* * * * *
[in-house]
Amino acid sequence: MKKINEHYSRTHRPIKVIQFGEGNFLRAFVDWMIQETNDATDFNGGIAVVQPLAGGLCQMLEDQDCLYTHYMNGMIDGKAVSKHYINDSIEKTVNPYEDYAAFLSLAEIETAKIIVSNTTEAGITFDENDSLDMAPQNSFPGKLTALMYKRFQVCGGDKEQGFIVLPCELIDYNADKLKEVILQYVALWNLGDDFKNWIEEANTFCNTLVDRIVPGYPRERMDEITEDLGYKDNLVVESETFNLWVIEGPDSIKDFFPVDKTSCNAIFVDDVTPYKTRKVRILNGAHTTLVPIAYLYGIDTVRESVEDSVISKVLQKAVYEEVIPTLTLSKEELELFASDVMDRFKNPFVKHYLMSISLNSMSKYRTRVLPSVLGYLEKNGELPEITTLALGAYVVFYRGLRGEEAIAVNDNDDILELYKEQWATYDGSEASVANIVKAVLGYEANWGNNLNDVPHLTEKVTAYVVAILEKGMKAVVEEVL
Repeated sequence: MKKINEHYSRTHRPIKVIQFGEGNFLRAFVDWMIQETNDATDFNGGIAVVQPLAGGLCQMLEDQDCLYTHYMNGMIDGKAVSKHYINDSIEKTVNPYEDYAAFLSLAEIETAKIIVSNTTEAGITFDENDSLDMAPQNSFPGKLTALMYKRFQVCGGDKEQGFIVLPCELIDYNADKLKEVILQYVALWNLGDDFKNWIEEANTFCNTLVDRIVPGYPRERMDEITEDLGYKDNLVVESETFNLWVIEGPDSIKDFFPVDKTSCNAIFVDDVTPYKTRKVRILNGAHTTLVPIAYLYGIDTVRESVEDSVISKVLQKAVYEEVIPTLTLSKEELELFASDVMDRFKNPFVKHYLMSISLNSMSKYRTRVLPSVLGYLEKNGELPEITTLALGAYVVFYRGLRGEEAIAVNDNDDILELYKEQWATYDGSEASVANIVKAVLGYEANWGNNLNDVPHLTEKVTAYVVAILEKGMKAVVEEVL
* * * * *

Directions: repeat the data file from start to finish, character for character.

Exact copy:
[in-house]
Amino acid sequence: MKKINEHYSRTHRPIKVIQFGEGNFLRAFVDWMIQETNDATDFNGGIAVVQPLAGGLCQMLEDQDCLYTHYMNGMIDGKAVSKHYINDSIEKTVNPYEDYAAFLSLAEIETAKIIVSNTTEAGITFDENDSLDMAPQNSFPGKLTALMYKRFQVCGGDKEQGFIVLPCELIDYNADKLKEVILQYVALWNLGDDFKNWIEEANTFCNTLVDRIVPGYPRERMDEITEDLGYKDNLVVESETFNLWVIEGPDSIKDFFPVDKTSCNAIFVDDVTPYKTRKVRILNGAHTTLVPIAYLYGIDTVRESVEDSVISKVLQKAVYEEVIPTLTLSKEELELFASDVMDRFKNPFVKHYLMSISLNSMSKYRTRVLPSVLGYLEKNGELPEITTLALGAYVVFYRGLRGEEAIAVNDNDDILELYKEQWATYDGSEASVANIVKAVLGYEANWGNNLNDVPHLTEKVTAYVVAILEKGMKAVVEEVL
Repeated sequence: MKKINEHYSRTHRPIKVIQFGEGNFLRAFVDWMIQETNDATDFNGGIAVVQPLAGGLCQMLEDQDCLYTHYMNGMIDGKAVSKHYINDSIEKTVNPYEDYAAFLSLAEIETAKIIVSNTTEAGITFDENDSLDMAPQNSFPGKLTALMYKRFQVCGGDKEQGFIVLPCELIDYNADKLKEVILQYVALWNLGDDFKNWIEEANTFCNTLVDRIVPGYPRERMDEITEDLGYKDNLVVESETFNLWVIEGPDSIKDFFPVDKTSCNAIFVDDVTPYKTRKVRILNGAHTTLVPIAYLYGIDTVRESVEDSVISKVLQKAVYEEVIPTLTLSKEELELFASDVMDRFKNPFVKHYLMSISLNSMSKYRTRVLPSVLGYLEKNGELPEITTLALGAYVVFYRGLRGEEAIAVNDNDDILELYKEQWATYDGSEASVANIVKAVLGYEANWGNNLNDVPHLTEKVTAYVVAILEKGMKAVVEEVL